Empowering Students to Talk About Climate Through Art and Technology

Vidcode is excited to announce the Girls Code 4 Climate @EDU Contest created along with Millennium@EDU Sustainable Education, as a Contribution to United Nations Framework Convention on Climate Change.

The contest encourages students to use the skills (or as we call them, superpowers) they learn in computer science, art and media classes in new ways. 

To participate in this contest, students choose a topic related to climate, research that topic and then record a video sharing their research. Topics include:

  1. Climate changes and its effects
  2. Public responses to climate change
  3. How climate changes impact your everyday life
  4. What actions participants can take to make a difference

Once they've recorded their video, students add effects and graphics with JavaScript. They can use the graphics that Vidcode provides in creative and relevant ways, or they can create and upload their own. One student, Anna, created and coded a video using a yellow lawn in the background as an example of the drought she refers to and added graphics and effects in the scene to emphasize the lack of water.

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We created a guide to help participants get started choosing and researching topics. It includes more information on the topics they can choose from, important climate terms and examples of how other artists are responding to climate change in their work.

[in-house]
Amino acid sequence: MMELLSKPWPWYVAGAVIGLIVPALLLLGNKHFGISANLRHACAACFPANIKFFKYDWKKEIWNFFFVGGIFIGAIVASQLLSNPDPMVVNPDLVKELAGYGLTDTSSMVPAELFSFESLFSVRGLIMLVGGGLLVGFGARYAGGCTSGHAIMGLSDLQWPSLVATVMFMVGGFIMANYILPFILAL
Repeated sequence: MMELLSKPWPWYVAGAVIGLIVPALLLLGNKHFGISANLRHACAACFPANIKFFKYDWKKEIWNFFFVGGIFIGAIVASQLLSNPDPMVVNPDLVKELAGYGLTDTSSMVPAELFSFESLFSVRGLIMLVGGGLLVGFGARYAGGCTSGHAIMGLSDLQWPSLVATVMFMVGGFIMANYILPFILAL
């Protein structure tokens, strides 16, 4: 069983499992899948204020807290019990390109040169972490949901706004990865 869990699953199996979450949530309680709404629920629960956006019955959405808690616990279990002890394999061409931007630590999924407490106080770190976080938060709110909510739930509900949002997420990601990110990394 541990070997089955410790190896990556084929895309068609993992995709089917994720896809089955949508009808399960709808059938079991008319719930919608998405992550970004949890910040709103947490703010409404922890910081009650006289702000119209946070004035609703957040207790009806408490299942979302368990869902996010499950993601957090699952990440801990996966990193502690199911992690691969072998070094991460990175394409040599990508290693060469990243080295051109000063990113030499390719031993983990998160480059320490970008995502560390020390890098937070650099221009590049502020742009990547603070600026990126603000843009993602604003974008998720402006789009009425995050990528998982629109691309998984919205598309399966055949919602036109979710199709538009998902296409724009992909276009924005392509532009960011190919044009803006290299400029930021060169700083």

Empowering students to show their point of view through art and technology is powerful. Art is a way to connect people with ideas that they would otherwise not be exposed to and gives artists a voice to say something they might not otherwise have been able to say. Alongside art, technology offers new media to create artworks, like creative coding, and new channels for messages to spread and be shared.

And this is important, historically art and technology combined have made a real impact. For example, Judy Collins took recordings of humpback whale songs and included them in her 1970 album Whales and Nightingales, which exposed millions of people to the beautiful and complex songs that whales use to communicate. These whale songs inspired the 'Save the Whales' movement, and in 1982, hunting whales became banned internationally.

We hope that this contest is a starting point for students to have conversations, and to research and create their own projects about climate and climate change, even after the contest ends. The top 5 winners of the contest will get full access to the Vidcode platform, offering them more tools to create projects with code and videos. And the overall winner will receive, in addition to full Vidcode access, a computer device designed for education and a science lab complete with sensors and software, so they can continue their research of the world around them.

Learn more about the contest and submit your own video, or use our Teacher Guide to bring coding, art and science into your classroom. The contest runs until November 15, 2015.

 Coding and art for climate change